The generation of arbitrary optical waveforms in real time is of keen interest owing to their use in a broad range of applications, spanning secure communications, advanced radar and lidar systems, and control of complex optically induced phenomena. The ability to modify such signals at ultrafast rates would make radar systems more accurate, secure, and with better resolution, and could also usher in new modalities in laser-based material interactions for manufacturing.
In the past, arbitrary optical waveforms could be generated by using a single laser beam, a modulator and an electronic arbitrary waveform generator (AWG). The difficulty is that the performance of the waveform generation is limited by the electronic AWG. To achieve waveforms with much faster variations, an alternative approach, called “pulse shaping” is used. In this technique, a laser that produces very short pulses, much shorter than a picosecond is used as the light source. The optical spectrum of the laser is dispersed using a diffraction grating, analogous to a prism that separates the components of the spectrum and direct them to a liquid crystal spatial light modulator (LC-SLM) array, where each pixel of the LCSLM modulates a component. The outcome is then reassembled to create the arbitrary waveform. This process is identical to the mathematical process of describing a signal by its ‘Fourier transform’ spectrum. While this approach has proven very useful for some applications, the ability to modify the generated waveform is limited by the speed of the LCD, which operates in the millisecond regime.
Peter Delfyett and his students use instead an array of vertical cavity surface emitting lasers (VCSELs), with the individual lasers playing the role of elements of the LCD array (see Fig. 1). An ultrashort pulse laser is dispersed into its spectral components and each component ‘injection locks’ each laser in the VCSEL array. By modulating the electric current driving each VCSEL element, they can modulate the spectral components, thereby creating the arbitrary waveform. The key advantage of this approach is that the VCSEL array can be updated much faster (several billion times a second) than the LC-SLM, an improvement of several million folds.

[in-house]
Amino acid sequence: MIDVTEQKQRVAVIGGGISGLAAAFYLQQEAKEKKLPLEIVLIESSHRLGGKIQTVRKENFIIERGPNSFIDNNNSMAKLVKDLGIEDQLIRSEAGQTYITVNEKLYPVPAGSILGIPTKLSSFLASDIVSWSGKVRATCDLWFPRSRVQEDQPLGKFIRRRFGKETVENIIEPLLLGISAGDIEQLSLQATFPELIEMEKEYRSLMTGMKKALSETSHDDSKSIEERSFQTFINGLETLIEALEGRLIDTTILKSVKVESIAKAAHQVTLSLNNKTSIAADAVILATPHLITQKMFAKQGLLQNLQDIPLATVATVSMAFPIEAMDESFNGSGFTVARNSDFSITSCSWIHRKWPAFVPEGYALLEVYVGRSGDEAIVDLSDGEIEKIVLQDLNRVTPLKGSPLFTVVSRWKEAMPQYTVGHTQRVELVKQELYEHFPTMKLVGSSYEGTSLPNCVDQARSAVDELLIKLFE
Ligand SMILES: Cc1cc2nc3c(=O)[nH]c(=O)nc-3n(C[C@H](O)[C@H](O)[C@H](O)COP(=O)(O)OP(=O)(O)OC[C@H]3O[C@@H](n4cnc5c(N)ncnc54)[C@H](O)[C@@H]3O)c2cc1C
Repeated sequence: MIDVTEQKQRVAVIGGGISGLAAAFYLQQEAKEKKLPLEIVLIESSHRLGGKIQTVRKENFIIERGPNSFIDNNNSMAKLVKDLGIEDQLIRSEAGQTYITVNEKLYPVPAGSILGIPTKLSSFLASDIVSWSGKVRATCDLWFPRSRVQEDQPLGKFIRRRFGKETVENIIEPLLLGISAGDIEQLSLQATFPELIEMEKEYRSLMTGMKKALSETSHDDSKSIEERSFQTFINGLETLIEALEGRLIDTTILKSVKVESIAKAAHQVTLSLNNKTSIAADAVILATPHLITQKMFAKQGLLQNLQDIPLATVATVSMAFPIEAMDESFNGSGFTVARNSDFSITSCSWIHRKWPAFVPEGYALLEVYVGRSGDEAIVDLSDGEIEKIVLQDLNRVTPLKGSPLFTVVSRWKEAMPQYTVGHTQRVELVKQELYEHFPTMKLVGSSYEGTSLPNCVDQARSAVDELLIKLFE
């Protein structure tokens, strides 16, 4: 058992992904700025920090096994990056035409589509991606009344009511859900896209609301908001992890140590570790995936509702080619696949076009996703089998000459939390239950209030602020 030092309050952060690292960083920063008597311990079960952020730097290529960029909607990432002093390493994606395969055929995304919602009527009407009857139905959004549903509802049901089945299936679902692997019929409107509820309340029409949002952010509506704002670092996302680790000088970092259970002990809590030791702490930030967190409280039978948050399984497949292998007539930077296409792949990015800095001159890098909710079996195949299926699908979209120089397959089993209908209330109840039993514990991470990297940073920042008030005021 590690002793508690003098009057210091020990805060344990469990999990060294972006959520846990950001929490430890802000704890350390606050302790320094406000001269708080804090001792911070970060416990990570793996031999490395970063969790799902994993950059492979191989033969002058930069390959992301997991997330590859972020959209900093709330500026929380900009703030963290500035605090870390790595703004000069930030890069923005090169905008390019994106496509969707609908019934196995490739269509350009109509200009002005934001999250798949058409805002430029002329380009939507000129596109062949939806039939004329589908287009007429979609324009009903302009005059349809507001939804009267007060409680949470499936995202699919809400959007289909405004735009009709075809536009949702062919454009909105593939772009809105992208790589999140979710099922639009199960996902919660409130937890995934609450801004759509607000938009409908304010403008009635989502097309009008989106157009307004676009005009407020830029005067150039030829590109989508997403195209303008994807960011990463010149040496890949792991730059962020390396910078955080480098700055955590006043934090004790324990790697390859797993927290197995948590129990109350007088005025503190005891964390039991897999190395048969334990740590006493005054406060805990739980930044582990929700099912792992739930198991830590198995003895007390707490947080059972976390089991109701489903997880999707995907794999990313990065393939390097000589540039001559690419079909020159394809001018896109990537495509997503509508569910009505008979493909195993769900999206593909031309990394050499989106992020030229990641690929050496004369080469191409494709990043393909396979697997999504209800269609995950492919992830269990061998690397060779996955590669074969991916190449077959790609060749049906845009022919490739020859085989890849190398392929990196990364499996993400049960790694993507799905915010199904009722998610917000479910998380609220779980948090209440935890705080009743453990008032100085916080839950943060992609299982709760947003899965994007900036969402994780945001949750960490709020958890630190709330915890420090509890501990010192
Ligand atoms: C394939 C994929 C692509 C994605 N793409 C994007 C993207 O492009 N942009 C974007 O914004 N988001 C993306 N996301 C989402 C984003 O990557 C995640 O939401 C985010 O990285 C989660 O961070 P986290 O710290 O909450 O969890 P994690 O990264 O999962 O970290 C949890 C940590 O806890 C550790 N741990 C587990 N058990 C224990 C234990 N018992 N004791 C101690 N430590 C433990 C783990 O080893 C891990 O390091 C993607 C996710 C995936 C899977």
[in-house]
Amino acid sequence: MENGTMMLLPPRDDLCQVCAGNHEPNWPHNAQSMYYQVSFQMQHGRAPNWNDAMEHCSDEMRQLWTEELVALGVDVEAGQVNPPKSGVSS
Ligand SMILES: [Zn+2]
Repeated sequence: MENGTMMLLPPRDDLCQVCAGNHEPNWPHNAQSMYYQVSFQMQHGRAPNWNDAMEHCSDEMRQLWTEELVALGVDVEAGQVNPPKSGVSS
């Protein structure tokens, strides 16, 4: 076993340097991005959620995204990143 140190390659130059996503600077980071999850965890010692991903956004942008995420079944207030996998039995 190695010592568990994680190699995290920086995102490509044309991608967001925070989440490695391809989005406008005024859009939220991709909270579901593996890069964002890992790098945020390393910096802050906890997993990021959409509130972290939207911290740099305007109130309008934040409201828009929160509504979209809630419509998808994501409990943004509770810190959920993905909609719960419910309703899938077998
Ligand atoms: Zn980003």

In Delfyett’s system the ultrashort pulse is an optical frequency comb with 12 comb spectral components, spaced on a 12.5 GHz grid. The pulse spectral dispersion is obtained by use of a diffraction grating and a lens designed such that each comb component is spatially dispersed on a 250 micron spacing that matches the spacing between individual VSCELs. The light from each comb component injection locks each VCSEL, such that the output lasing emission of each VCSEL is forced, or locked, to emit at exactly the same wavelength of the injected light. By slightly changing the current to each VCSEL, the output emission maintains its wavelength but acquires a phase shift as compared to the input injection seed light. It is this phase shift that provides modulation on a comb-by-comb basis, and allows the synthesis of arbitrary waveforms. For the VCSELs used in the experiment, a maximum phase range of ~0.7π rad is measured, which limits the complexity of the pulse shapes that can be generated. Also, phase-only modulation is achieved for slowly varying VCSEL currents.
To show the ability to adapt this approach to dynamic changes of the optical waveform, four of the comb components were dynamically modulated and the resulting waveforms were measured using multi-heterodyne detection. This was used to demonstrate the ‘real-time’ capability of the approach. Future work will be performed by utilizing larger arrays, with faster VCSEL speeds and developing a modified architecture for integrating specific functionalities for a compact system design.
In summary, the injection locked VCSELs can act as an ultrafast spatial light modulator in the process of arbitrary waveform generation using Fourier synthesis techniques. The technique has improved on past works by over a million fold. Future work will be performed by utilizing larger arrays, with faster VCSEL speeds and developing a modified architecture for integrating specific functionalities for a compact system design.
Prof. Delfyett was named Florida Academy of Science’s 2014 Medalist. He is a member of the National Academy of Inventors and a recipient of the APS Edward Bouchet Award.